5. I love this foraging-talk! I’m familiar with fireweed, and I vaguely remember reading about it being “edible”, but I know I’ve never read about what you might call culinary uses. It’s too late in the year for it here in California, but I’ll keep this in mind for next year. Thanks, Laurie!

  6. MEDITERRANEAN KIWI says:

    this wild green looks pretty amazing laurie – i am in awe of what a place like alaska can offer to its people. wonderful post, it made for a good read. i await that devils club post with great eagerness. 18 hours of sunlight is also pretty amazing – what time does it get dark in the ‘evening’?

  7. I’ve never heard of fireweed either. This is very interesting and I like the use you made of it.

  8. Mariana Kavroulaki says:

    Epilobium angustifolium is also found in the higher elevations of Rhodopi mountains. I know that the young shoots and leaves are eaten boiled, however I have never seen the plant. The Botanical Latin name is from Greek words epi = on + lovos = pod and refers to the way flower sits on top of a long ovary, which later becomes a thin seed pod. The specific adjective angustifolium means ‘with narrow leaves.’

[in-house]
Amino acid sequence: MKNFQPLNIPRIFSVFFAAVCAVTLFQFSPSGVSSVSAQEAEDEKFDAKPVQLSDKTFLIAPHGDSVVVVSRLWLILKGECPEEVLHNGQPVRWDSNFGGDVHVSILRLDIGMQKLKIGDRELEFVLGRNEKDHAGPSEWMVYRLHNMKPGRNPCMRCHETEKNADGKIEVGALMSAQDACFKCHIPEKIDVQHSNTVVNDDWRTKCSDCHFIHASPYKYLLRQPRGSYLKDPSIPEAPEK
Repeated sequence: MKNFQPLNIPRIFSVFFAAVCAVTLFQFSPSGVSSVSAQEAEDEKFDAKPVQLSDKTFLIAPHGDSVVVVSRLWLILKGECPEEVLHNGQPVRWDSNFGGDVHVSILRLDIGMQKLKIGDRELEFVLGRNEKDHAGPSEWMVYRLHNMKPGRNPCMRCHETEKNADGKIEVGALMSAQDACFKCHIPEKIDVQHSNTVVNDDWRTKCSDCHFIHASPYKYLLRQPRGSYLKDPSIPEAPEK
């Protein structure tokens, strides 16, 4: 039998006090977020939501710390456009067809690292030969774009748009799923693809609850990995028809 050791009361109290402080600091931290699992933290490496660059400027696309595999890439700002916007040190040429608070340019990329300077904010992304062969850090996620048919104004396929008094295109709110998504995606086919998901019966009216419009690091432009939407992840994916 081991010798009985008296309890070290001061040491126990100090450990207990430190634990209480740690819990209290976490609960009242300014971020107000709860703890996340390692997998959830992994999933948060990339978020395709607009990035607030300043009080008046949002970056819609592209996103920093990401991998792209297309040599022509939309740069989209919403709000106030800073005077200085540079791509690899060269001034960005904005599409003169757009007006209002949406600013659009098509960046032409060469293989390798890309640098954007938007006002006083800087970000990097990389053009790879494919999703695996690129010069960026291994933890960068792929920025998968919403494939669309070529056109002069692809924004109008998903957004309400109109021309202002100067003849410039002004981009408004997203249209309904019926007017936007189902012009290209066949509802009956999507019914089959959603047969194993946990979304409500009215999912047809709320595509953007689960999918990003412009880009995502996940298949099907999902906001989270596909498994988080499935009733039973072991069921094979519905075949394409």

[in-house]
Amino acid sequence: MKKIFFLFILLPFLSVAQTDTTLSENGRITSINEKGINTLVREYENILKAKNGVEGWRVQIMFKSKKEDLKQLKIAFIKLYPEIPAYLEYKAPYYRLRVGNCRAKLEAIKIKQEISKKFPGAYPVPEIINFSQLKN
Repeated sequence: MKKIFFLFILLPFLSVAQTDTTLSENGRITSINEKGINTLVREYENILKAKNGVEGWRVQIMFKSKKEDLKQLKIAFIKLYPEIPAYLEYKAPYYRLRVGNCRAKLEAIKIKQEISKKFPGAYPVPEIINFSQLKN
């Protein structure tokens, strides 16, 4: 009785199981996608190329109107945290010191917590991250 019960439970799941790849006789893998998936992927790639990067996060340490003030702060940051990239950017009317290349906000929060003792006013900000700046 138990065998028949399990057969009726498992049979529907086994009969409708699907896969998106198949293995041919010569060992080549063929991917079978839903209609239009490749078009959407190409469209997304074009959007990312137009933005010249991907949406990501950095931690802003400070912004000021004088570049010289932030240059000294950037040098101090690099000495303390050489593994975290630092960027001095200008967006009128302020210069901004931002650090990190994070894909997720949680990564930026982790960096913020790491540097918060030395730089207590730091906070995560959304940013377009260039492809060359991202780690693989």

9. Sam, I’d say the practice of foraging wild greens is practised less and less, world wide. I picked up the habit in Greece and continue it in Alaska. You should try some fireweed next spring!

    Kalyn, and you’re hard to stump!

    Cheryl, like I mentioned to Sam, I learned about foraging for wild greens in Greece and realized I could do it just as easily in Alaska. I enjoy gathering them – plus, wild greens are very good for you.

    Hunter, I feel exactly the same way! But there’s fireweed in California – not sure where exactly you are – so you might be able to find some next spring.

    LuLU – foraging R us.